In aging, metabolic pathways within bone cells undergo significant alterations, particularly in the molecular interactions governing osteoblast and osteoclast activities [5]. The dysregulation of pivotal signaling pathways such as Wnt and Notch contributes to impaired bone formation and increased resorption [6]. The decline in insulin-like growth factor-1 (IGF-1) signaling hinders osteoblast function [7]. Overexpression of receptor activator of nuclear factor-κB ligand (RANKL) and reduced osteoprotegerin (OPG) expression disrupts the balance between osteoclastogenesis and inhibition, leading to enhanced bone resorption in the elderly [8]. Age-related autophagy and mitochondrial function changes compromise cellular homeostasis and induce oxidative stress that triggers inflammatory responses, further promoting osteoclastogenesis [9]. This complex interplay shows a possible shift in the metabolic pathways, which can then orchestrate the cell physiology with metabolites/energy availability. However, the current knowledge is limited. A clearer vision is essential for comprehensive understanding to define effective strategies to promote bone health in elevated ages, enhancing our ability to prevent and manage age-related skeletal disorders.

Currently the knowledge is compromised by the difficulties in metabolites extraction form the samples [10]. Bone’s inherent heterogeneity, encompassing different cell types and regions, makes it challenging to obtain representative samples. Moreover, the mineralized matrix of bone can impede metabolite accessibility, potentially skewing results. Extracting metabolites from bone is complicated by low metabolite abundance, hindering comprehensive profiling [11]. Demineralization processes are necessary but can introduce biases and degradation risks. Contaminants from neighboring tissues and fluids may infiltrate the sample. Additionally, limited sample sizes and metabolites’ sensitivity to environmental factors demand meticulous extraction protocol optimization. The choice of extraction solvents plays a pivotal role, as metabolite solubility differs. Metabolite identification in bone samples is complex, and accurate quantification is challenging due to low abundance and potential matrix effects [12]. Overcoming these issues is vital for advancing our comprehension of bone metabolism and its implications for osteoporosis and metabolic bone diseases. In this work, we aimed to refine extraction and analytical methods to enhance the reliability and accuracy of bone metabolite profiling.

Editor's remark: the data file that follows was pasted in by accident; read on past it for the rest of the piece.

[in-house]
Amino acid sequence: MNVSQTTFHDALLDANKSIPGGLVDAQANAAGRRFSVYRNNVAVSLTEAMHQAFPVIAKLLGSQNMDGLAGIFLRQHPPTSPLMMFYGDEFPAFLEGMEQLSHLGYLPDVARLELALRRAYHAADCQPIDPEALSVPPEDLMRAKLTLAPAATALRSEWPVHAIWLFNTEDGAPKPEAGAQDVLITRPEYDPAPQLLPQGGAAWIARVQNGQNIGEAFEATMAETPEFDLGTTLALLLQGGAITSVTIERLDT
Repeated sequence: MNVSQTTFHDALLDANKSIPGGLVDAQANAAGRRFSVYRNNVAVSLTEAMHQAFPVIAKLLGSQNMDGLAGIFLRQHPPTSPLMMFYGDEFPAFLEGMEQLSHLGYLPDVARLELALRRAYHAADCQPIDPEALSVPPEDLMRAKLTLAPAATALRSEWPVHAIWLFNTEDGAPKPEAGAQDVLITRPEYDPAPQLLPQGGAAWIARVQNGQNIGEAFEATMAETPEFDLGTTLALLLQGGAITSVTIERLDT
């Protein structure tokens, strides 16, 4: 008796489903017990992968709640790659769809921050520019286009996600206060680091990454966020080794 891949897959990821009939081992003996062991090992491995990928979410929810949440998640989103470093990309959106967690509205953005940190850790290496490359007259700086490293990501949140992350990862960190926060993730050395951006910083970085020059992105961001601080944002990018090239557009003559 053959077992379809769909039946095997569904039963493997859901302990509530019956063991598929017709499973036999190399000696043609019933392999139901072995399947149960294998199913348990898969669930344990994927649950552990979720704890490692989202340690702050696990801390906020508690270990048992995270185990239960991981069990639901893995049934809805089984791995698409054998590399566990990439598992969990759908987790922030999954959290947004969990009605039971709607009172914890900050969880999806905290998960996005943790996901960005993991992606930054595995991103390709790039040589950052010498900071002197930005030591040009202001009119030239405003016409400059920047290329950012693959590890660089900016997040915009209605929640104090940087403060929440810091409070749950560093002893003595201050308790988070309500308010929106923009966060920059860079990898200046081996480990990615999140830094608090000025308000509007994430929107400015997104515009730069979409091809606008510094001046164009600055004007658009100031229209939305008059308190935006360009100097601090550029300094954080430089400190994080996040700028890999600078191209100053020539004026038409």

Methods

Human sample collection

Three pools of cortical and trabecular bone powders were used from the bone samples obtained from 10 patients (males and females) aged 65 to 85 who underwent elective hip replacement surgery at IRCCS Istituto Ortopedico Galeazzi, Milan, Italy. The age span of patients was defined according to the World Health Organization (WHO) definition of elderly age [13]. Selected patients were not treated with drugs that can affect bone or glucose metabolism. The participants with diseases known to affect bone metabolism, alcohol and tobacco consumers, and bone tumors or other diseases involving surgery sites other than osteoarthritis were excluded. Bone specimens were processed as described previously [14] and powders from cortical and trabecular parts were kept at – 80 ℃ for further analysis.

Metabolites extraction

In this work, we applied four modifications to the general condition of tert-butyl methyl ether (MTBE) based biphasic extraction protocol, called Matyash [15] as follows: addition of enzymatic digestion, (1st) collagenase I (Worthington, USA) due to dominancy of collagen presence in the bone matrix; and (2nd) proteinase K (Invitrogen, life technologies Italy) since it is a widely accepted proteinase to increase metabolite extraction yield on other biological matrices; EDTA mediated decalcification (3rd) to explore the effect of calcium on metabolites sequestration; stepwise addition (4th) of solvent phase with the same volumetric ratio as original Matyash; and the MTBE original extraction protocol (5th).

Bone powders were weighed at cold and 25 falcon tubes containing 100 µg of bone powder each were prepared for 5 different metabolite isolation conditions (Fig. 1). For the collagenase I and proteinase K groups, samples were resuspended in sterile filtered PBS (made with LC grade water from Merck, Italy). The decalcifying (DC) group was resuspended in EDTA 20% in LC Grade water from Merck, Italy). The modified Matyash (MTM) group, powders were resuspended in MTBE (HPLC Plus from Merck, Italy) and the Matyash original group samples were resuspended in MTBE/methanol solution. All samples were sonicated for three cycles of 2 min at 65% potency using a horn sonicator (Vibra cell, sonics & materials, inc. USA). The enzymatic digestion was performed for 15 min at 50 ℃ for collagenase I and proteinase K groups’ samples by the addition of 100 µL of collagenase I (1 mg/mL) or proteinase K (20 mg/mL) to each corresponding sample. The samples were then topped up to 12 mL with the MTBE/MeOH/H2O in a volumetric ratio of 2.1:2.1:0.8 (v/v/v). The samples were then sonicated for 30 min in an ultrasonic water bath. After 24 h incubation at – 20 ℃, the samples were dried with N2 gas fellow (Col-Parmer, UK), resuspended in 100 µL of MeOH (70% in H2O), and kept at – 80 ℃ until the analysis. A flowchart design of different steps is provided in Additional file 1: Fig. S2.